Review: Native Instrument – live ateliers claus 04 (les albums claus, Jan 22)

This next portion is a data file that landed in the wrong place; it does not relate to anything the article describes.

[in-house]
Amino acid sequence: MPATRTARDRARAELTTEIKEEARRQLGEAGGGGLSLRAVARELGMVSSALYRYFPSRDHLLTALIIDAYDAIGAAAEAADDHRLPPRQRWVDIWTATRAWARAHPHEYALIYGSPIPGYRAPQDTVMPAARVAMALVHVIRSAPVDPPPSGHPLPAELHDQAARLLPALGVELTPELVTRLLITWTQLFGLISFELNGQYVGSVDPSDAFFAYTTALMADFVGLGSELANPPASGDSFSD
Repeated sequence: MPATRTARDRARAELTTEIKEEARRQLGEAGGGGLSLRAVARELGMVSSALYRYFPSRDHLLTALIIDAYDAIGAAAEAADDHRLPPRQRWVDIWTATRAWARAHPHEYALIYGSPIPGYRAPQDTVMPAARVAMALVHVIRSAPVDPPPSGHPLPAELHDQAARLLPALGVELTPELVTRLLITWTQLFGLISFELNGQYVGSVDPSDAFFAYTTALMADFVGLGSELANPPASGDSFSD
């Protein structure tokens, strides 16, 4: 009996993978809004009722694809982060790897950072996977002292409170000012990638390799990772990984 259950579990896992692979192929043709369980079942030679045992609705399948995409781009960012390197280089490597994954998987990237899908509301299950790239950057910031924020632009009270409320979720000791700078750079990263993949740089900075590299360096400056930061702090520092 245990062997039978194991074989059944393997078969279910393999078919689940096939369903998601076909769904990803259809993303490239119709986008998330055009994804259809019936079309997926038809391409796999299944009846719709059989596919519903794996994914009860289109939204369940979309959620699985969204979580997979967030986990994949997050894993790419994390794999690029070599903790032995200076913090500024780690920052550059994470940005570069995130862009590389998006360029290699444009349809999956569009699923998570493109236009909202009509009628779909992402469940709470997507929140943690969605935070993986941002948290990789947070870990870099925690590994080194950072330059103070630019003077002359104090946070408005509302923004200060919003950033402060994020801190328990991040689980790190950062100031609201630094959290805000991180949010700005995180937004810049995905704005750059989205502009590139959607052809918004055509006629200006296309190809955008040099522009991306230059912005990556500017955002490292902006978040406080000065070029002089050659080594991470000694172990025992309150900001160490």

I’d never heard of Native Instrument (the collaborative project of field recordist/composer Felicity Mangan and poet/improvisor Stine Janvin) before coming across this release, and so I unconsciously expected something along the lines of Musica Sveciae’s Fornnordiska klanger, which sought to replicate prehistorical musical traditions. This 4th installment in Brussels imprint les albums claus’s live ateliers claus series, however, reveals that the duo’s name refers to a nativity beyond that which can be possessed or identified by humans, a primality that hints toward evoking the volatile majesty of nature. Mangan has previously proved her mettle in the area of phonographic assemblage that transforms familiar sounds—birdsong, buzzing insects, rustling leaves—into an abstract, multifarious mass of textures (think Abby Lee Tee’s recent work, an earthier @c, or that sweaty pestilence that begins Murmuüre’s “Disincarnate”) and this live recording is no different. Even though the performance took place in the same year as Native Instrument’s first and only studio album Camo, the interplay between Mangan’s prickly swarms of croak, chirp, and click and Janvin’s mixtures of throbbing electronics and processed vocalizations feels much more developed here; it’s livelier, more agile and organically-paced, and therefore much more enjoyable. This music lurks at the ambiguous crossroads of observance, improvisation, and techno (if you happen to know the GPS coordinates, please let me know; I hear it’s lovely this time of year).